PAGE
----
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State v. Warren

Supreme Court of Kansas

July 12, 2013

State of Kansas, Appellee,
v.
Waddell Warren, Appellant

SYLLABUS

1. Under K.S.A. 21-4721(c)(1), Kansas appellate courts do not have jurisdiction to hear the appeal of a presumptive criminal sentence. But when a district court misinterprets its own statutory authority and explicitly refuses to consider a defendant's request for a discretionary, nonpresumptive sentence that the district court has statutory authority to consider, the appellate court may take up the limited question of whether the district court properly interpreted the sentencing statute.

2. When sentencing a defendant for illegally possessing contraband in a prison in violation of K.S.A. 21-3826, the district court may, in an appropriate case, grant a departure sentence based on the small quantity of contraband involved and the statutory authority of K.S.A. 21-4716(c)(1)(E), which allows a departure sentence when the degree of harm from the crime is significantly less than typical for such an offense.

Review of the judgment of the Court of Appeals in 47 Kan.App.2d 57, 270 P.3d 13 (2012). Appeal from Reno District Court; Timothy J. Chambers, judge.

Ryan Eddinger, of Kansas Appellate Defender Office, was on the brief for appellant.

Amanda G. Voth, assistant district attorney, Keith E. Schroeder, district attorney, and Derek Schmidt, attorney general, were on the brief for appellee.

PER CURIAM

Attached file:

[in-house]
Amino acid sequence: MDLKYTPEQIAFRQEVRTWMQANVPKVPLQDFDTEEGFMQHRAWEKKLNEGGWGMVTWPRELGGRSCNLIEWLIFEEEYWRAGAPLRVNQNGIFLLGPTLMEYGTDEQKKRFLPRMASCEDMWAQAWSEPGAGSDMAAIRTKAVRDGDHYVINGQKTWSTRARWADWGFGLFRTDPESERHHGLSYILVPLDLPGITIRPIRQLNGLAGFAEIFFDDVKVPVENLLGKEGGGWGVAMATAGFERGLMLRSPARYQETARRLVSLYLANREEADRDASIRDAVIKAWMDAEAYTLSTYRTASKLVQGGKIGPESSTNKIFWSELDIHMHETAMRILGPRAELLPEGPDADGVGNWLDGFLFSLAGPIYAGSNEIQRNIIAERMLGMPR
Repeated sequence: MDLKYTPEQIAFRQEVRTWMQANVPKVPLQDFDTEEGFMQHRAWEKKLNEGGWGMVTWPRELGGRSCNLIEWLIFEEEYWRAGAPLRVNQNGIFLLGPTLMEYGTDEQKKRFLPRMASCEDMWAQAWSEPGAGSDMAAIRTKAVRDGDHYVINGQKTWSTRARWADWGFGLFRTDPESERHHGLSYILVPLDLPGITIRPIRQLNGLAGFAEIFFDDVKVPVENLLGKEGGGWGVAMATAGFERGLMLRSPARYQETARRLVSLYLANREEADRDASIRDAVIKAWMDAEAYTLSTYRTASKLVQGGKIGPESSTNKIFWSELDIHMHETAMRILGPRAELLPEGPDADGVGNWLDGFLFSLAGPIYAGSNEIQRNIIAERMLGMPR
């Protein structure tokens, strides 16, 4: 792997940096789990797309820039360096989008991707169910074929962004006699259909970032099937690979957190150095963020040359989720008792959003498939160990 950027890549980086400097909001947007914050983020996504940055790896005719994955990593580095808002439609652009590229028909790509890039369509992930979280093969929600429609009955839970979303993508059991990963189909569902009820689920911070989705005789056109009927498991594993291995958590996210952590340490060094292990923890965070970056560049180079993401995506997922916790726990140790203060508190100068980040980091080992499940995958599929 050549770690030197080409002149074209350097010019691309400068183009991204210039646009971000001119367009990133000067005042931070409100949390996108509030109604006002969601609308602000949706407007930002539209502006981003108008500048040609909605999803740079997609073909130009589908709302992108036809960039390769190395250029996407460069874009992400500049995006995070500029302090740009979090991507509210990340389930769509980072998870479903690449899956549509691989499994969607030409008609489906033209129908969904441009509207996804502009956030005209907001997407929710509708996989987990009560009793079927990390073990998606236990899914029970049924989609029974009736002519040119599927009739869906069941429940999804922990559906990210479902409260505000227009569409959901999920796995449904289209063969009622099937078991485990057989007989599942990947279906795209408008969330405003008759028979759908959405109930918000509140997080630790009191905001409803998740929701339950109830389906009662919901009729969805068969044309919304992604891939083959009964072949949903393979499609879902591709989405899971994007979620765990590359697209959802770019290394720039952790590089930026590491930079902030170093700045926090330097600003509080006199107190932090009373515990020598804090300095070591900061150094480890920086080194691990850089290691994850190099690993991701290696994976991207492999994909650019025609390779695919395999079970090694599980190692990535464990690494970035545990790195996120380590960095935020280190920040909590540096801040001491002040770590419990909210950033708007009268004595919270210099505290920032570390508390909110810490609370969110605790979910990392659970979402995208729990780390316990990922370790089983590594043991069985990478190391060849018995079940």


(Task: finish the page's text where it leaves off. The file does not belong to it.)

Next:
Waddell Warren was convicted of introducing a controlled substance into a correctional facility and sentenced to an additional 122 months in prison. Warren requested that he be given a departure sentence because the amount of marijuana found in his socks was very small. The district court ruled that it could not consider a lesser sentence on that basis.

Warren appealed, claiming: (1) the district court erroneously concluded it could not even consider whether to grant a downward departure sentence to Warren based on the small amount of drugs he possessed, and (2) Warren's speedy trial rights were violated because he was not brought to trial within the time limits set by the Uniform Mandatory Disposition of Detainers Act, K.S.A. 22-4301 et seq.

The Court of Appeals held that it had jurisdiction to review the decision of the district court to deny Warren's motion for a downward departure. The panel further held that while the decision of whether the district court actually should grant a departure sentence to Warren was a matter of discretion, the decision on whether the amount of drugs could be considered was an issue of law. The Court of Appeals affirmed the judgment of the district court in part, vacated the sentence entered by the district court, and remanded the case with directions to resentence the defendant in accordance with its opinion.

The State petitioned for our review, challenging only the sentencing issue. This court granted the State's petition for review; and we now dispose of the issue without oral argument under Kansas Supreme Court Rule 8.03(h)(3) (2012 Kan. Ct. R. Annot. 76).

We conclude that the Court of Appeals was correct. We, therefore, adopt the following from Judge Steve Leben's well-written opinion on behalf of the panel of our Court of Appeals:

"We face two primary questions in deciding Warren's appeal. First, we must determine whether we have jurisdiction to consider the appeal at all. Warren received the presumptive sentence for his offense and criminal-history score, and we have no jurisdiction to review a presumptive sentence. K.S.A. 21-4721(c)(1). Second, if we do have jurisdiction, we must determine whether the district court's ruling that a less-than-guidelines sentence cannot be given based on the amount of drugs was correct.
"I. We Have Jurisdiction to Consider the Limited Question Presented in this Appeal, Even Though the Defendant ...

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